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Stuart MacBride’s Number One bestselling crime series opens with this award-winning debut. DS Logan McRae and the police in Aberdeen hunt a child killer who stalks the frozen streets.
Winter in Aberdeen: murder, mayhem and terrible weather…
It’s DS Logan McRae’s first day back on the job after a year off on the sick, and it couldn’t get much worse. Three-year-old David Reid’s body is discovered in a ditch, strangled, mutilated and a long time dead. And he’s only the first. There’s a serial killer stalking the Granite City and the local media are baying for blood.
Soon the dead are piling up in the morgue almost as fast as the snow on the streets, and Logan knows time is running out. More children are going missing. More are going to die. And if Logan isn’t careful, he could end up joining them…
Laz. I can’t.’ Sighing, Logan pulled away from the lights, heading back into town. ‘Listen, Laz, I’m about done here, you want to meet up for a drink? There’s still places open down the docks. . . I’m buying?’ Logan said he didn’t think so and hung up. Traffic was light all the way across town. He abandoned his car outside his flat and slouched up the stairs. The place was cold, so he cranked up the heating and sat in the dark, watching the lights twinkling outside the windows, feeling sorry
photo from the wall, feeling hollow inside. Catching the man who had abused her and disposed of her body as if it was nothing more than household rubbish, had left him feeling dirty by association. Ashamed to be human. Insch settled himself down on the edge of the table and helped Logan stack up the statements. ‘Wonder if we’ll ever know who she was?’ Logan scrubbed at his face with his hands, feeling the first rasp of stubble under his fingers. ‘I doubt it,’ he said. ‘Anyway,’ Insch dumped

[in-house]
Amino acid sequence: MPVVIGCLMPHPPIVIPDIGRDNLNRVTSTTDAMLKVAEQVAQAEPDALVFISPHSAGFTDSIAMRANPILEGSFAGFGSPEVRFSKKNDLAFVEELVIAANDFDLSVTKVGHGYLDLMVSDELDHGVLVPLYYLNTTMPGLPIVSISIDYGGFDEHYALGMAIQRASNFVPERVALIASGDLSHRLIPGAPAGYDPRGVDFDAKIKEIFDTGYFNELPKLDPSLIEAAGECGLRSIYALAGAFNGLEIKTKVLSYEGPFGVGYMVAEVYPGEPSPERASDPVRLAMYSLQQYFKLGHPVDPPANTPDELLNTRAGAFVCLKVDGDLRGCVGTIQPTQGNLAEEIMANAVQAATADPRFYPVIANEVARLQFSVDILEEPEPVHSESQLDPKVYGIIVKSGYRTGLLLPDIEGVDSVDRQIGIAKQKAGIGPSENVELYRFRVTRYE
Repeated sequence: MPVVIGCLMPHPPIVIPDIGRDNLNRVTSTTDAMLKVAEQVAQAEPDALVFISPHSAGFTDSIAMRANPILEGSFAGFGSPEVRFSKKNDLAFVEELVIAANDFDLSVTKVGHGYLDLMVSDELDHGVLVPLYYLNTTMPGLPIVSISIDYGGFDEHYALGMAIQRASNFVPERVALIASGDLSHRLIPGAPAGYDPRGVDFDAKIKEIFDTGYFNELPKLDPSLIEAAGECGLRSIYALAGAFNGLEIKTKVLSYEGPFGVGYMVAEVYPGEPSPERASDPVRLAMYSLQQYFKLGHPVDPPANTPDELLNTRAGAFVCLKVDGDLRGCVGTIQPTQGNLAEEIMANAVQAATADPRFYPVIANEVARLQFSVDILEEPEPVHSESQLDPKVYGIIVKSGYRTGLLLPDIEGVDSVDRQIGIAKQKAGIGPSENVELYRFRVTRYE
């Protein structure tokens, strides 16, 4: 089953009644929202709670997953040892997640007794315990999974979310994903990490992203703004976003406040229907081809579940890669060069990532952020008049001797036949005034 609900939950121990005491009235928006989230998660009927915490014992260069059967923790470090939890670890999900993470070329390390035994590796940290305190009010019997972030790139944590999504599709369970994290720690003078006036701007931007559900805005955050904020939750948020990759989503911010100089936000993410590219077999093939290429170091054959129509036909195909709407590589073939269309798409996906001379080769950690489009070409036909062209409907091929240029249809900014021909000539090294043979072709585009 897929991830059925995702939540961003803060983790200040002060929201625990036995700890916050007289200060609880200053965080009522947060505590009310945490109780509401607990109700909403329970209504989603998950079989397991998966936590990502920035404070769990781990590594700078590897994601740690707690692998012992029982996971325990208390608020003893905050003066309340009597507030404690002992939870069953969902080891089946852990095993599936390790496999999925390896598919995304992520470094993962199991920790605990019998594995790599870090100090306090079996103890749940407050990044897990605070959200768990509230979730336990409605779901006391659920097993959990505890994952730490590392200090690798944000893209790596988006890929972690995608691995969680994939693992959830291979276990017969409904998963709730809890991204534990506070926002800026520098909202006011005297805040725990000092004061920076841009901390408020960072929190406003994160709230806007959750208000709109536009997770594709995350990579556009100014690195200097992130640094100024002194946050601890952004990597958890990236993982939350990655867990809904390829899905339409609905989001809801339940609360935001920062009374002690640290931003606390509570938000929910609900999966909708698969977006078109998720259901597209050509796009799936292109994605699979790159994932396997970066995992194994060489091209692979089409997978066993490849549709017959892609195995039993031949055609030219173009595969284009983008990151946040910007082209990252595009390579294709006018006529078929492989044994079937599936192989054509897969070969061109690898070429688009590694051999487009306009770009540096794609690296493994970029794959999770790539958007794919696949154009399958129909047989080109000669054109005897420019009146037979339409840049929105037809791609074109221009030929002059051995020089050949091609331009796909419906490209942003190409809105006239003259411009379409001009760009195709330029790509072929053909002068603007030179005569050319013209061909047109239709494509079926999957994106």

a huge flashgun onto the top of the camera, smacking it with the side of his hand until it emitted a high-pitched whine. ‘OK, back up ladies and gentlemen. . .’ Hard, blue-white light crackled in the confined space, followed by the clatter-whirr of the camera and the whine of the flash. Again and again and again. . . Billy was almost finished when Logan’s phone went off. Cursing, he dragged it out of his pocket. It was Insch, looking for an update. ‘Sorry, sir.’ Logan had to raise his voice
muttered before remembering Logan was in the car. ‘Sorry sir.’ ‘Don’t worry about it. . .’ He drifted back into silence, thinking about Charles Reid and the trip to Aberdeen Royal Infirmary last night. It hadn’t really been Charles Reid’s fault. Someone phones your daughter up and asks how she feels about her three-year-old son’s murdered body turning up in a ditch. Not surprising he took a swing at the first target that presented itself. Whoever sold the story to the P&J: they were to blame.
enough at first hand to know they weren’t getting anywhere fast. Making them go through all that stuff in the waste containers hadn’t helped, but at least now they knew they hadn’t missed anything. At the rate they were going it’d be Monday at the earliest before they’d worked their way through all three steadings-worth of animal corpses. Providing the superintendent authorized the overtime. Logan’s mini incident room was empty by the time he got there. The lab results had come back on the vomit